MAPI report: Expect muted growth through 2011

Alliance predicts GDP to grow 2.8% in 2010, then 3% in 2011.

A number of positive trends are emerging as the United States digs itself out of the “Great Recession,” but there remain cautionary signals that growth will be muted and the rebound restrained, according to a new report.

The Manufacturers Alliance/MAPI Quarterly Economic Forecast predicts that inflation-adjusted gross domestic product (GDP) will experience 2.8 percent growth in 2010, followed by 3 percent growth in 2011.

A number of factors are in play during the recovery: the consumer, though still burdened by feeble income and job growth, will receive some relief via transfer payments and tax cuts that in turn will boost spending; parts of investment—most notably in transportation equipment, information technology, and residential housing—will increasingly provide the demand surge needed to sustain production growth; the swing in business inventories will provide growth momentum as firms reduce destocking and eventually rebuild inventories; and federally funded stimulus outlays will contribute to the government spending stream through 2011.

“The overall economy grew in the third and fourth quarters of 2009 and high frequency data point to moderate economic performance in the first quarter of 2010,” said Daniel J. Meckstroth, Manufacturers Alliance/MAPI chief economist. “Similarly, manufacturing production hits its trough in June 2009 and has increased over 5 percent through January 2010. A moderate recovery is undoubtedly under way, but it is the pace of future near-term growth that is questionable. We believe that consumers will continue to deleverage and that the previous growth model based on credit availability to marginally creditworthy borrowers is not repeatable. Government tax cuts have replaced lost income for the moment, but eventually spending has to be grounded on wage increases and employment growth. A jobless recovery is not an option in this cycle.”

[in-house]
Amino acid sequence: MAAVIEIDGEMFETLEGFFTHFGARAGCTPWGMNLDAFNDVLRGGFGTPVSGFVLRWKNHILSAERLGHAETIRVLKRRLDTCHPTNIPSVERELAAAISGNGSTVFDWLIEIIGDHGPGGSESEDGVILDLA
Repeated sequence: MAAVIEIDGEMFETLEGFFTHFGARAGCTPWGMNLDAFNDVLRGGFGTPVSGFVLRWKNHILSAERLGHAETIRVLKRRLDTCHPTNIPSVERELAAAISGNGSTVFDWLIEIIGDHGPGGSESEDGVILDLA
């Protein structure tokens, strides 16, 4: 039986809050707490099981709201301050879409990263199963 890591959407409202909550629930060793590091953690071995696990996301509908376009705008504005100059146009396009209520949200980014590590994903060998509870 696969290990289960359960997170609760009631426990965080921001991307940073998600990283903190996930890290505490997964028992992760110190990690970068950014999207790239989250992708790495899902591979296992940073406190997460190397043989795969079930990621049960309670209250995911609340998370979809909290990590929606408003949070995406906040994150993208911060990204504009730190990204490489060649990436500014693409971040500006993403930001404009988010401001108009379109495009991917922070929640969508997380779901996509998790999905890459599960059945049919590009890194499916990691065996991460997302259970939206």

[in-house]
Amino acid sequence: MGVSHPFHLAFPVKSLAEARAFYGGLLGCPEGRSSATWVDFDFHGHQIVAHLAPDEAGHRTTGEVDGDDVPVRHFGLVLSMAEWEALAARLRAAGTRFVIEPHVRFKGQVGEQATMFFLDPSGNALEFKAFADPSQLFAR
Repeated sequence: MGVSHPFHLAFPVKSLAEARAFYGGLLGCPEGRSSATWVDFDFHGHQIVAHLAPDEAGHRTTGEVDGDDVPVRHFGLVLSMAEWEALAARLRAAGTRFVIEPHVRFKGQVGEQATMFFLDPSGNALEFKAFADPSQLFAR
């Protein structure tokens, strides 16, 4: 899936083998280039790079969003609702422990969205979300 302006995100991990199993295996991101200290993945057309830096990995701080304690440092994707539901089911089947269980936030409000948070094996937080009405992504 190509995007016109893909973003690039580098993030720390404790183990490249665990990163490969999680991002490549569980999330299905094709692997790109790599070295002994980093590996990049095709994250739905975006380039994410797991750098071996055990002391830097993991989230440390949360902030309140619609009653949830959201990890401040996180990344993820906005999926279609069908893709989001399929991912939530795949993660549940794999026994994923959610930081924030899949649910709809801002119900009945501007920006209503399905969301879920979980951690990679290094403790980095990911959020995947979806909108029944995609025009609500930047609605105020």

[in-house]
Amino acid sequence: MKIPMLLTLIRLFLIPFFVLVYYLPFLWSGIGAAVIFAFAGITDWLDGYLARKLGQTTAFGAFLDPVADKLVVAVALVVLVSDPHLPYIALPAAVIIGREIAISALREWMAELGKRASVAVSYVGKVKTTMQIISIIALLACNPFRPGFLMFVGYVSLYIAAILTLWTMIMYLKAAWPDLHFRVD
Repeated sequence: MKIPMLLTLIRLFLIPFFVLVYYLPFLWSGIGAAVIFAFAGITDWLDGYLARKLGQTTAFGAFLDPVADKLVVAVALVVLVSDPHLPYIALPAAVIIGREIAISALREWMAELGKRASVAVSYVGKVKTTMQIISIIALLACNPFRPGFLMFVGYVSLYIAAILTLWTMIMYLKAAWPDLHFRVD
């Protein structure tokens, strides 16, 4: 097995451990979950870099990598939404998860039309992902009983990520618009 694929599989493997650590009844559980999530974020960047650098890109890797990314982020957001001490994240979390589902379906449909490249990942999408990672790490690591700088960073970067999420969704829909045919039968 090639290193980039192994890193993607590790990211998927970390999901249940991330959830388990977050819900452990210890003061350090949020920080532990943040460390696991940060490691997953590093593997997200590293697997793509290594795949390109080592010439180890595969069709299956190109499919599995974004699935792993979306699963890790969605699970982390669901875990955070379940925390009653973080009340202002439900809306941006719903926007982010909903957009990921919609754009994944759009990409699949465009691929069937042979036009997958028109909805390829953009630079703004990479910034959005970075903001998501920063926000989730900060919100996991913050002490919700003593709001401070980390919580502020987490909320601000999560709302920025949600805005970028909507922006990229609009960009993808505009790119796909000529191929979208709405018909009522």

Manufacturing production growth declined 11.2 percent in 2009 and is expected to rebound to 5.4 percent growth in 2010, and to an additional 5.3 percent growth in 2011.

Production in non-high-tech industries is expected to increase by 3.3 percent in 2010 and by 4.8 percent in 2011. High-tech manufacturing production is anticipated to improve significantly, with solid 14.6 percent growth in 2010 followed by robust 17.8 percent growth in 2011.

The forecast for inflation-adjusted investment in equipment and software is for 9.4 percent growth in 2010 and for 12.1 percent growth in 2011. Capital equipment spending in high-tech sectors will continue the improving trend. Inflation-adjusted expenditures for information processing equipment are anticipated to rise by 8.1 percent in 2010 and to increase by 6.7 percent in 2011.

MAPI expects industrial equipment expenditures to improve by 6 percent in 2010 and by 17 percent in 2011. The outlook for spending on transportation equipment is for a healthy 50.1 percent increase in 2010 and a 33.6 percent advance in 2011. These figures should help compensate for a 48.7 decline in 2009.

Spending on non-residential structures is the lone GDP expenditure category expected to retrench in each of the next two years, declining by 14.6 percent in 2010 before decreasing further, by 6.2 percent, in 2011.

Exports and imports will both be trending upwards. Inflation-adjusted exports are anticipated to improve by 9.2 percent in 2010 and by 7.6 percent in 2011. Imports are expected to grow by 9.6 percent in 2010 and by 6.8 percent in 2011. The employment outlook, unfortunately, will continue to pose a challenge. MAPI forecasts unemployment to average 10 percent in 2010, and 9.4 percent in 2011.

The price per barrel of imported crude oil is expected to average $72.60 in 2010 before heading even higher, to $77.50 per barrel, in 2011. While expensive by historical standards, this still compares favorably to the average $92.30 price per barrel in 2008.